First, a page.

Locally densest subgraph discovery
- Publication Type:
- Conference Proceeding
- Proceedings of the ACM SIGKDD International Conference on Knowledge Discovery and Data Mining, 2015, 2015-August pp. 965 - 974
- Issue Date:
Copyright Clearance Process
- Recently Added
- In Progress
- Closed Access
This item is closed access and not available.
© 2015 ACM. Mining dense subgraphs from a large graph is a fundamental graph mining task and can be widely applied in a variety of application domains such as network science, biology, graph database, web mining, graph compression, and micro-blogging systems. Here a dense subgraph is defined as a subgraph with high density (#.edge/#.node). Existing studies of this problem either focus on finding the densest subgraph or identifying an optimal clique-like dense subgraph, and they adopt a simple greedy approach to find the top-k dense subgraphs. However, their identified subgraphs cannot be used to represent the dense regions of the graph. Intuitively, to represent a dense region, the subgraph identified should be the subgraph with highest density in its local region in the graph. However, it is non-trivial to formally model a locally densest subgraph. In this paper, we aim to discover top-k such representative locally densest subgraphs of a graph. We provide an elegant parameter-free definition of a locally densest subgraph. The definition not only fits well with the intuition, but is also associated with several nice structural properties. We show that the set of locally densest subgraphs in a graph can be computed in polynomial time. We further propose three novel pruning strategies to largely reduce the search space of the algorithm. In our experiments, we use several real datasets with various graph properties to evaluate the effectiveness of our model using four quality measures and a case study. We also test our algorithms on several real web-scale graphs, one of which contains 118.14 million nodes and 1.02 billion edges, to demonstrate the high efficiency of the proposed algorithms.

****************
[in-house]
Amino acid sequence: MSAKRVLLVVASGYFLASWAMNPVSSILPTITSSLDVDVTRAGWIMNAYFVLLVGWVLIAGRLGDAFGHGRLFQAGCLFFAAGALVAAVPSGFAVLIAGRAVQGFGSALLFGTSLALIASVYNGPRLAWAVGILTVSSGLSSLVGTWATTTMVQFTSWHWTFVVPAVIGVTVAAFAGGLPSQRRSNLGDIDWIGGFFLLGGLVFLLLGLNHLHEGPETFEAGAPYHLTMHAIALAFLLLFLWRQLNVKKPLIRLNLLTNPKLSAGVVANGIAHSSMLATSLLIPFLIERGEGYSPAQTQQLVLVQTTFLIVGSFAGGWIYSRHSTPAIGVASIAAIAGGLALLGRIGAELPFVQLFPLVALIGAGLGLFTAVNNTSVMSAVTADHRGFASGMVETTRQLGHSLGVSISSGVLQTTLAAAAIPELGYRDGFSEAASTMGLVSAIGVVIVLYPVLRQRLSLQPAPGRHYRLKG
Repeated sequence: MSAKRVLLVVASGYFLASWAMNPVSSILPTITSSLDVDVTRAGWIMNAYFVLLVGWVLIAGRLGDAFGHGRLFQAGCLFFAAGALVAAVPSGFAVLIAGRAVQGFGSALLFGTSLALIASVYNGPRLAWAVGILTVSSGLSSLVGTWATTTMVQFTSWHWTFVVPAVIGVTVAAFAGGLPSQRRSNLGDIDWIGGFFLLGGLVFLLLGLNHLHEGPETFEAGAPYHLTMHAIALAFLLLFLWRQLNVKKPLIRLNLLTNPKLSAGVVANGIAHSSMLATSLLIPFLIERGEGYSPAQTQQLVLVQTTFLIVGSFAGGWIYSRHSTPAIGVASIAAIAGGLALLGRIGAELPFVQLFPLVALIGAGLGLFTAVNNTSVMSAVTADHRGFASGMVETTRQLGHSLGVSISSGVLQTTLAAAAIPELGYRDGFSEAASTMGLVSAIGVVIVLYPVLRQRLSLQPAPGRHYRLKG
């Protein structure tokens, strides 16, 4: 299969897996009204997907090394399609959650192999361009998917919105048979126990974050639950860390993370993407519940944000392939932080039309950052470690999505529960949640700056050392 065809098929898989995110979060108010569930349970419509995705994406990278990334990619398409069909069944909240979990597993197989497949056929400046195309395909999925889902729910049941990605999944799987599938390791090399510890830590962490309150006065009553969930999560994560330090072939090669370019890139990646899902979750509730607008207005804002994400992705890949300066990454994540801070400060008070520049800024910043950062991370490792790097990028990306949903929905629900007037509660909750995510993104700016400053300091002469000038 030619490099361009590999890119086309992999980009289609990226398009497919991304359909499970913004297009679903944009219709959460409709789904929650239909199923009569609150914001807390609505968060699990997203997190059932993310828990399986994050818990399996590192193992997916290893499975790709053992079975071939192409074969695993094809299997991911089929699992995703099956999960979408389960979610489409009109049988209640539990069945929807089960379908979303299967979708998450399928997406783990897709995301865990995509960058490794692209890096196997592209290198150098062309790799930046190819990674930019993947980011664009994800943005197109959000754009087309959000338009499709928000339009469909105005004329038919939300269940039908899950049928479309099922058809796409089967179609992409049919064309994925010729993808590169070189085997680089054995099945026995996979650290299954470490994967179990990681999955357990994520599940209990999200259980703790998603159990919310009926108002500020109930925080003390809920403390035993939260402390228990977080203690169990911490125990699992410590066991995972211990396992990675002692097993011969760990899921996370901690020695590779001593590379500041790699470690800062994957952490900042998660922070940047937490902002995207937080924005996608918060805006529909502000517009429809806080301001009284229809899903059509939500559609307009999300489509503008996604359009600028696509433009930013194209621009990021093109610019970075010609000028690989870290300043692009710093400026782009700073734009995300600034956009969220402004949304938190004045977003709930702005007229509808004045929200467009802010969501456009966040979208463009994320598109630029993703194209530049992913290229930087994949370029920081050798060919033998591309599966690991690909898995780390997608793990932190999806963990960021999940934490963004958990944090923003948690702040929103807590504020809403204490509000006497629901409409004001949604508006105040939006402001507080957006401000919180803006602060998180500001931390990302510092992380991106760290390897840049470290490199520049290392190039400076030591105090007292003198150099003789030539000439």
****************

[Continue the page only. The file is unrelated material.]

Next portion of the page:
Please use this identifier to cite or link to this item: